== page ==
I need to discern patterns to live effectively. Sometimes it feels like it takes forever to figure it out.

Ha! I’ve finally figured a few things out. I’m a “late bloomer” in many ways, developing skills at a different rate than other non-autistic people — social skills, logistics skills, and just figuring things out at a different rate than other people seem to expect.

The crux of it all is that I’m a heavy-duty pattern-thinker, and it takes me a while to identify patterns — including exceptions to rules. It takes me years of observation, sometimes, before I get to a place where I’m feeling expert enough to predict what’s going to happen… where my anxiety is at a manageable level… and I can just relax and settle into my life.

I’m currently at this place, in terms of my day-to-day responsibilities. I’ve got a full roster of activities at work, and I’ve finally figured out that I don’t have to attend every single meeting on my calendar. Yeah, I know — you’d think that I’d get that, by now, but I can be extremely literal and rigid when it comes to my obligations. And frankly, my determination to keep every single commitment I make has worked in my favor many times, over the years.

But as I look at my calendar today, after 2 days off work and hundreds of emails to catch up on, I realize that some of that stuff is optional.

Plus — major development — I realize now that I don’t need to be fully engaged in every single meeting I attend. Many meetings I attend cover a variety of topics, and I don’t have anything to say about some of those topics. Or they have nothing to do with me. Or they’re informational only. So, I can actually be doing other things at those moments. Like catch up on emails. Like browse through Twitter. Like do a little web searching for subjects that fascinate me. Walk around. Get something to eat or drink. I’ve perfected my technique for calling in to conference calls with my mobile phone, while doing conferencing on my laptop.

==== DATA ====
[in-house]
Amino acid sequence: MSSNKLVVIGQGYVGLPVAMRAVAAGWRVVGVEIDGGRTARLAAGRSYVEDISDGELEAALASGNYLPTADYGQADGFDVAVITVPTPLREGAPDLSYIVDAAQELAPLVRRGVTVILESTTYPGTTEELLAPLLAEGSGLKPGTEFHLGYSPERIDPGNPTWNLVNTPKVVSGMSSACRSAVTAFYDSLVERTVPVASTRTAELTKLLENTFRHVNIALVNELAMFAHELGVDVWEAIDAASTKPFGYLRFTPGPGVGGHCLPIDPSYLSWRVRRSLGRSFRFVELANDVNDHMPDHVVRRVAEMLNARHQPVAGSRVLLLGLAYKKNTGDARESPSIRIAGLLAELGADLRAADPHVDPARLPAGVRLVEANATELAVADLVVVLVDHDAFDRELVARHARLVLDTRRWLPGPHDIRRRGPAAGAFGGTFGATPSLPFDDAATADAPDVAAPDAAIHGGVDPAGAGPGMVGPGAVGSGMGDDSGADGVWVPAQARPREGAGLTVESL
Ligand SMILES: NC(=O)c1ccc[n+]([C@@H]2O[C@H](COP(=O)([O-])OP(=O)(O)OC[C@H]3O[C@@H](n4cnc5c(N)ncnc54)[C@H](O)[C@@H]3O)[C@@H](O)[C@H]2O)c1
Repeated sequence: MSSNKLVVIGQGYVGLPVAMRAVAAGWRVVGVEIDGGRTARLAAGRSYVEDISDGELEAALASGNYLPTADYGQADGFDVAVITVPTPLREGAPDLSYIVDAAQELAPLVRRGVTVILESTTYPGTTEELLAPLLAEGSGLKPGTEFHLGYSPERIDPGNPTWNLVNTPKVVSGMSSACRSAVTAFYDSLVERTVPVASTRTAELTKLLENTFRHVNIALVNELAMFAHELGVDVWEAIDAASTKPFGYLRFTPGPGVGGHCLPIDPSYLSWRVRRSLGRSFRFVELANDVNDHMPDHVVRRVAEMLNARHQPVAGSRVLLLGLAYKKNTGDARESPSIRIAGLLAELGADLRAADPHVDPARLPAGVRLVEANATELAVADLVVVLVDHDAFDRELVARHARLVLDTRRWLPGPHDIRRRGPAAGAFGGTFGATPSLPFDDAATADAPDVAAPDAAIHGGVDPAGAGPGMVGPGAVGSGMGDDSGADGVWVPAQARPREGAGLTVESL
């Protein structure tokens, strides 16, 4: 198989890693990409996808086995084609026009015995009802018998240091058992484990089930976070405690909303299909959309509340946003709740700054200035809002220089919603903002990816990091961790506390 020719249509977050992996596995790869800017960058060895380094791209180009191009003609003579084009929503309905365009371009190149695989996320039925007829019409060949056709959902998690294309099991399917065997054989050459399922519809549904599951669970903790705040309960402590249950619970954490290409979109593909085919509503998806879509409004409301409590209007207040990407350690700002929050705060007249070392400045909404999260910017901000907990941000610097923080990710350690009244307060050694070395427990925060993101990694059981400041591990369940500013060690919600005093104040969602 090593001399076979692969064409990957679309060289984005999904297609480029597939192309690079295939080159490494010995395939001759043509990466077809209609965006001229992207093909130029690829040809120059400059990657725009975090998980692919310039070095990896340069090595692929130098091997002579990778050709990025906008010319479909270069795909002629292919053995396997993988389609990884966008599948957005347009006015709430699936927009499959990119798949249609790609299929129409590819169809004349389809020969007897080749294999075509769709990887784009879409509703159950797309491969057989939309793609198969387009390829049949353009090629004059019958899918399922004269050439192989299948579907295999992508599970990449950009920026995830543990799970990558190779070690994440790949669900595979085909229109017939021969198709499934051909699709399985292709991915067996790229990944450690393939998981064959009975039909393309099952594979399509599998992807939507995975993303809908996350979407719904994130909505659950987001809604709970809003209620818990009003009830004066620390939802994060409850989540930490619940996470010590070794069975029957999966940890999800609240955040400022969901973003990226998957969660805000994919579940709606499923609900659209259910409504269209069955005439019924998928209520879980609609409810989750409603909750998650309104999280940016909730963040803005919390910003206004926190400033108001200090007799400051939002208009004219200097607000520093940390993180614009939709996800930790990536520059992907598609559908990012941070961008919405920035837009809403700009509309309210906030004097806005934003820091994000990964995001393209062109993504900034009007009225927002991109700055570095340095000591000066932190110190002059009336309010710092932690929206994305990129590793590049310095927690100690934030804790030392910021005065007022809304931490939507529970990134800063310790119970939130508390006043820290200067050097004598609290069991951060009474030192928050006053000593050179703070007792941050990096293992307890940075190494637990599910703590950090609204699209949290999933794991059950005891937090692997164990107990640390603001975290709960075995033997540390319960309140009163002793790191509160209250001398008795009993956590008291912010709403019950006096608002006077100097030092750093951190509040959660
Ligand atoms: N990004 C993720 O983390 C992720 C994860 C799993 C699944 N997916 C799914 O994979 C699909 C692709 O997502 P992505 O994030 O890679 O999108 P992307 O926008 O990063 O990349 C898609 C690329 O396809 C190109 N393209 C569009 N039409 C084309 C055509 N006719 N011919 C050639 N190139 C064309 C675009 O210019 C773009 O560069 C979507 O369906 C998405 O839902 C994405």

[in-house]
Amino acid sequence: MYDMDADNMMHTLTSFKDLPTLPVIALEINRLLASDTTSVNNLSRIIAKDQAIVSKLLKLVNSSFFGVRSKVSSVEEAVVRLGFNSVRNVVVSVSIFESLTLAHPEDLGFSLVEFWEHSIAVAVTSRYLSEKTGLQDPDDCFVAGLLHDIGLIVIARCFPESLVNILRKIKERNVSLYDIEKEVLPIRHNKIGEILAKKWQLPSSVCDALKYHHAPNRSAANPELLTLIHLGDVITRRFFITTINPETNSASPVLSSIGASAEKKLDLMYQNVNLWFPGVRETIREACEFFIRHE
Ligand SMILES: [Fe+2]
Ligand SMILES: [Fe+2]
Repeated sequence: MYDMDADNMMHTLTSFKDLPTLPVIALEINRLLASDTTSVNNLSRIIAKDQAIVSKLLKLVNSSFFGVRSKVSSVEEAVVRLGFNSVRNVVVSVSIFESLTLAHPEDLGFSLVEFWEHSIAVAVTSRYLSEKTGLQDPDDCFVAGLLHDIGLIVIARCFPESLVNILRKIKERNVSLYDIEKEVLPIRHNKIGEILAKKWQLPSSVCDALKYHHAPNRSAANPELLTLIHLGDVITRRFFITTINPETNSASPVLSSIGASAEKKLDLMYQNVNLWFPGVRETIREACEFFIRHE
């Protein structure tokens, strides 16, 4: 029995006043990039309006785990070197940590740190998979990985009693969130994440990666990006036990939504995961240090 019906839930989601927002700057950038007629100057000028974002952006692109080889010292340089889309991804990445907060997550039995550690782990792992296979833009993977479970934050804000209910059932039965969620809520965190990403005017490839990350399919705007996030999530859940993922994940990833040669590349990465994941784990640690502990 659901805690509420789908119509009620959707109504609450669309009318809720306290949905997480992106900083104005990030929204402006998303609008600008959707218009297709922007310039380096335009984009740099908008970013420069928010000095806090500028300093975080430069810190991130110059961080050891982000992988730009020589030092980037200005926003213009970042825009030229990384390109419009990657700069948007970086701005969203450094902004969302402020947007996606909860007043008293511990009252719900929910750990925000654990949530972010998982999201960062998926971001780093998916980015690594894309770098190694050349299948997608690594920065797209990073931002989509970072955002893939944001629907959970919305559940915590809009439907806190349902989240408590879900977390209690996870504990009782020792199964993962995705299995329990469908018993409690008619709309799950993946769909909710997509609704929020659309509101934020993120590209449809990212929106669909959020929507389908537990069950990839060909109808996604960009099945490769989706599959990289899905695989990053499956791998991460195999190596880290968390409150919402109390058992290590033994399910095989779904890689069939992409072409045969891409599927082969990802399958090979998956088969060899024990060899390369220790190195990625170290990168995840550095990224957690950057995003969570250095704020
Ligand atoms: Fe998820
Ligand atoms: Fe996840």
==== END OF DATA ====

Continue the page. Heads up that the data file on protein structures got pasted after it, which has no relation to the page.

Balance is good.

So is realizing that I don’t have to be 100% ON, 100% of the time.

That’s just exhausting, and I’m tired of being so exhausted every single waking moment.

Of course, this all takes time to work out. And sometimes I get so wiped out by the situation that I can’t continue long enough to really figure it out. I have to change jobs, because I’m in danger of failing so catastrophically that my “career” (as it were) could be derailed and I’d never be able to hold my head up in the field where I work. Those times are the worst — a horrible in-between place where I’ve gotten far enough down a path to partly understand my situation, but I’m not far enough to  really get it. And being so depleted and disoriented, that I’m incoherent in job interviews.

Ugh. So horrible.